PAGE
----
Page 4 of 7 FirstFirst 1234567 LastLast
Results 46 to 60 of 93

Thread: Elementary School MCAS scores

  1. #46
    Join Date
    Jan 2007
    Location
    Wayland, MA
    Posts
    235

    Default

    Quote Originally Posted by Jeff Dieffenbach View Post
    Dave, the difference is at best semantic but not meaningful, in my opinion..
    I disagree. The data presented here comes nowhere close to providing the information required to draw conclusions. The question is, "how would this group of students have performed had they not endured reconfiguration?". Drawing conclusions based on performance data from a different group of students that did not endure reconfiguration assumes that the two groups are in all other relevant ways and experiences identical. You've presented no data supporting this assumption.

  2. #47
    Join Date
    Nov 2005
    Location
    Wayland MA
    Posts
    1,431

    Default

    I never said that the data presented here was sufficient to draw any particular conclusion. Rather, I said generically that it's wise to use data to drive instruction.

    Were I in nit-picky mode when I wrote that, I might have said something along the lines of using "sufficient and accurate data to drive quality instruction yielding desired educational outcomes."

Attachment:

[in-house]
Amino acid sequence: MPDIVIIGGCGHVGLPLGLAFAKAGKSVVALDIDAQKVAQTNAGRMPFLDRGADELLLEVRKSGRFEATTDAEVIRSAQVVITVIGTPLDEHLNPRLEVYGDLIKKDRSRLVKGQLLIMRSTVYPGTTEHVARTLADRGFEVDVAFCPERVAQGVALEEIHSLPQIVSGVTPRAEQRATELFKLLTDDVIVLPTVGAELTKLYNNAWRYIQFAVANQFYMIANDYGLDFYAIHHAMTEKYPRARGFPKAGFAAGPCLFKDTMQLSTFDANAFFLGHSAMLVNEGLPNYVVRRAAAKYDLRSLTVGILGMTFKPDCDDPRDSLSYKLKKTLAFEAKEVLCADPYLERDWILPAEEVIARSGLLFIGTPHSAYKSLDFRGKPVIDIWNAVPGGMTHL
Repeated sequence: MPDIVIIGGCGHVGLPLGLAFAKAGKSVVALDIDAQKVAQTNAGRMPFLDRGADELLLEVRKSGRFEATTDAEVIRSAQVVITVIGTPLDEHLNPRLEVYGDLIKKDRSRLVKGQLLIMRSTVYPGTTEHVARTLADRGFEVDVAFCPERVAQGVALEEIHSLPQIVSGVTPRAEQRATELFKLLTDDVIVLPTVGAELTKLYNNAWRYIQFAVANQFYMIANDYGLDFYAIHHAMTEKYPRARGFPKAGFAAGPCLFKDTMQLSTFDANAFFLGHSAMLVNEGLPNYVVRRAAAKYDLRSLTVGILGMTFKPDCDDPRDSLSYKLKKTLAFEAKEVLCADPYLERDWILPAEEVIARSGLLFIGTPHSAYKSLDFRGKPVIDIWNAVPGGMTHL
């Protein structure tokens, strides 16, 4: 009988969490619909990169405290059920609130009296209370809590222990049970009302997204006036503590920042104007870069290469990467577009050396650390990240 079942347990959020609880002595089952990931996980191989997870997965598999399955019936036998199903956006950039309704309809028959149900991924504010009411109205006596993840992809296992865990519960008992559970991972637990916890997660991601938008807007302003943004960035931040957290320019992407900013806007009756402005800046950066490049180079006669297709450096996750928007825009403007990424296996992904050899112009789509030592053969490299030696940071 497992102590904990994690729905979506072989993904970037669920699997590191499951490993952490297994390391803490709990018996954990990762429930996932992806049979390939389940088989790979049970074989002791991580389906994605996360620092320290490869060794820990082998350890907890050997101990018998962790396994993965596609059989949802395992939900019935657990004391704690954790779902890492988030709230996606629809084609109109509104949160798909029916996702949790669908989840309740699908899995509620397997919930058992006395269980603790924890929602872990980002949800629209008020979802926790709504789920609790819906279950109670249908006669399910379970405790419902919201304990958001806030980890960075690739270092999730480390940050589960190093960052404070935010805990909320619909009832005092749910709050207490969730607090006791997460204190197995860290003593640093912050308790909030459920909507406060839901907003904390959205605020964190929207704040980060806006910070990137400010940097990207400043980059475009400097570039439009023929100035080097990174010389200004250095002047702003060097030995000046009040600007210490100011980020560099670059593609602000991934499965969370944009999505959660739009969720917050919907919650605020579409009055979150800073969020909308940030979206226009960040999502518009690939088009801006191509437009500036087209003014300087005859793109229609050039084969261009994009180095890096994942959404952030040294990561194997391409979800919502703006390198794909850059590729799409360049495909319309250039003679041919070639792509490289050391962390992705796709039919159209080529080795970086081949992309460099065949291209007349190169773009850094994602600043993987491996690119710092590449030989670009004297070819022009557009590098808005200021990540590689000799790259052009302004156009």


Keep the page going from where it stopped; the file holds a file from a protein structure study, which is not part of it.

3. #48
    Join Date
    Jan 2007
    Location
    Wayland, MA
    Posts
    235

    Default

    Quote Originally Posted by Jeff Dieffenbach View Post
    I never said that the data presented here was sufficient to draw any particular conclusion.
    The point of my original post was that the data presented here is not sufficient to draw conclusions. Evidently, you don't disagree.

    Quote Originally Posted by Jeff Dieffenbach View Post
    Rather, I said generically that it's wise to use data to drive instruction.
    Only if the data is sufficiently relevant, accurate, and complete to constitute information.

  4. #49
    Join Date
    Nov 2005
    Location
    Wayland MA
    Posts
    1,431

    Default

    Originally Posted by Jeff Dieffenbach
    I never said that the data presented here was sufficient to draw any particular conclusion.
    Quote Originally Posted by Dave Bernstein View Post
    The point of my original post was that the data presented here is not sufficient to draw conclusions. Evidently, you don't disagree.
    When I wrote that "I never said that the data presented here was sufficient to draw any particular conclusion," I misunderstood the context. To recap:

    1. The original commenter on the Town Crier discussion board said that MCAS scores showed a slippage due to the reconfiguration.

    2. I responded by saying that following the MCAS scores of cohorts who did and did not experience the reconfiguration provided no evidence of a reconfiguration-caused slippage, refuting the original comment.